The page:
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Table of contents
THE VALLEY OF THE NILE.
THE PTOLEMIES.
ALEXANDRIA.
CLEOPATRA'S FATHER.
ACCESSION TO THE THRONE.
CLEOPATRA AND Caesar.
THE ALEXANDRINE WAR.
CLEOPATRA A QUEEN.
THE BATTLE OF PHILIPPI.
CLEOPATRA AND ANTONY.
THE BATTLE OF ACTIUM.
THE END OF CLEOPATRA.

CHAPTER VI.

 

 

CLEOPATRA AND Caesar.

 

 

Cleopatra's perplexity.--She resolves To go to Alexandria.--Cleopatra's 

message to Caesar.--Caesar's reply.--Apollodorus's stratagem.--Cleopatra 

and Caesar--First impressions.--Caesar's attachment.--Caesar's wife.--His 

fondness for Cleopatra.--Cleopatra's foes.--She commits her cause to 

Caesar.--Caesar's pretensions.--He sends for Ptolemy.--Ptolemy's 

indignation.--His complaints against Caesar.--Great tumult in the 

city.--Excitement of the populace.--Caesar's forces--Ptolemy made 

prisoner.--Caesar's address to the people.--Its effects.--The mob 

dispersed.--Caesar convenes an assembly.--Caesar's decision. 

--Satisfaction of the assembly.--Festivals and rejoicings. 

--Pothinus and Achillas.--Plot of Pothinus and Achillas.--Escape 

of Achillas.--March of the Egyptian army.--Measures of Caesar. 

--Murder of the messengers.--Intentions of Achillas--Cold-blooded 

assassination.--Advance of Achillas--Caesar's arrangements for 

defense.--Cleopatra and Ptolemy.--Double dealing of Pothinus.--He is 

detected.--Pothinus beheaded--ArsinoŽ and Ganymede--Flight of 

ArsinoŽ--She is proclaimed queen by the army.--Perplexity of the young 

Ptolemy. 

 

In the mean time, while the events related in the last chapter were 

taking place at Alexandria, Cleopatra remained anxious and uneasy in her 

camp, quite uncertain, for a time, what it was best for her to do. She 

wished to be at Alexandria. She knew very well that Caesar's power in 

controlling the course of affairs in Egypt would necessarily be supreme. 

She was, of course, very earnest in her desire to be able to present her 

cause before him. As it was, Ptolemy and Pothinus were in communication 

with the arbiter, and, for aught she knew, assiduously cultivating his 

favor, while she was far away, her cause unheard, her wrongs unknown, 

and perhaps even her existence forgotten. Of course, under such 

circumstances, she was very earnest to get to Alexandria.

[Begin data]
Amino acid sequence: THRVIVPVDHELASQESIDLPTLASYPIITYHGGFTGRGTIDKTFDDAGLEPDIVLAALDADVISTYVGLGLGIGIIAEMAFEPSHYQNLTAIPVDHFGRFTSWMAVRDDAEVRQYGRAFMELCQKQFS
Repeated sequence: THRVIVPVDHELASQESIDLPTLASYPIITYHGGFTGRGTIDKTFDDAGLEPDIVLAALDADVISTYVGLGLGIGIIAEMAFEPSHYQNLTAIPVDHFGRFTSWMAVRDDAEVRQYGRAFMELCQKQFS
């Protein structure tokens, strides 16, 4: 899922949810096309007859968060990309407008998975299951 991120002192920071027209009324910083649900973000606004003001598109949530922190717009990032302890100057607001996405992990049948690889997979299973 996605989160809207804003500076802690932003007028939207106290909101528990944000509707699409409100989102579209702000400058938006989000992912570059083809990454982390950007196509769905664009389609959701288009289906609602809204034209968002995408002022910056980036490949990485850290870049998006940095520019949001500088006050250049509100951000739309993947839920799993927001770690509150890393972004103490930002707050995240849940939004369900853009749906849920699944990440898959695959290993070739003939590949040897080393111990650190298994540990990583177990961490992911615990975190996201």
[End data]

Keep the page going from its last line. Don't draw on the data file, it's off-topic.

But how to accomplish this purpose was a source of great perplexity. She 

could not march thither at the head of an army, for the army of the king 

was strongly intrenched at Pelusium, and effectually barred the way. She 

could not attempt to pass alone, or with few attendants, through the 

country, for every town and village was occupied with garrisons and 

officers under the orders of Pothinus, and she would be certainly 

intercepted. She had no fleet, and could not, therefore, make the 

passage by sea. Besides, even if she could by any means reach the gates 

of Alexandria, how was she to pass safely through the streets of the 

city to the palace where Caesar resided, since the city, except in 

Caesar's quarters, was wholly in the hands of Pothinus's government? The 

difficulties in the way of accomplishing her object seemed thus almost 

insurmountable. 

 

She was, however, resolved to make the attempt. She sent a message to 

Caesar, asking permission to appear before him and plead her own cause. 

Caesar replied, urging her by all means to come. She took a single boat, 

and with the smallest number of attendants possible, made her way along 

the coast to Alexandria. The man on whom she principally relied in this 

hazardous expedition was a domestic named Apollodorus. She had, however, 

some other attendants besides. When the party reached Alexandria, they 

waited until night, and then advanced to the foot of the walls of the 

citadel. Here Apollodorus rolled the queen up in a piece of carpeting, 

and, covering the whole package with a cloth, he tied it with a thong, 

so as to give it the appearance of a bale of ordinary merchandise, and 

then throwing the load across his shoulder, he advanced into the city. 

Cleopatra was at this time about twenty-one years of age, but she was of 

a slender and graceful form, and the burden was, consequently, not very 

heavy. Apollodorus came to the gates of the palace where Caesar was 

residing. The guards at the gates asked him what it was that he was 

carrying. He said that it was a present for Caesar. So they allowed him 

to pass, and the pretended porter carried his package safely in. 

 

When it was unrolled, and Cleopatra came out to view, Caesar was 

perfectly charmed with the spectacle. In fact, the various conflicting 

emotions which she could not but feel under such circumstances as these, 

imparted a double interest to her beautiful and expressive face, and to 

her naturally bewitching manners. She was excited by the adventure 


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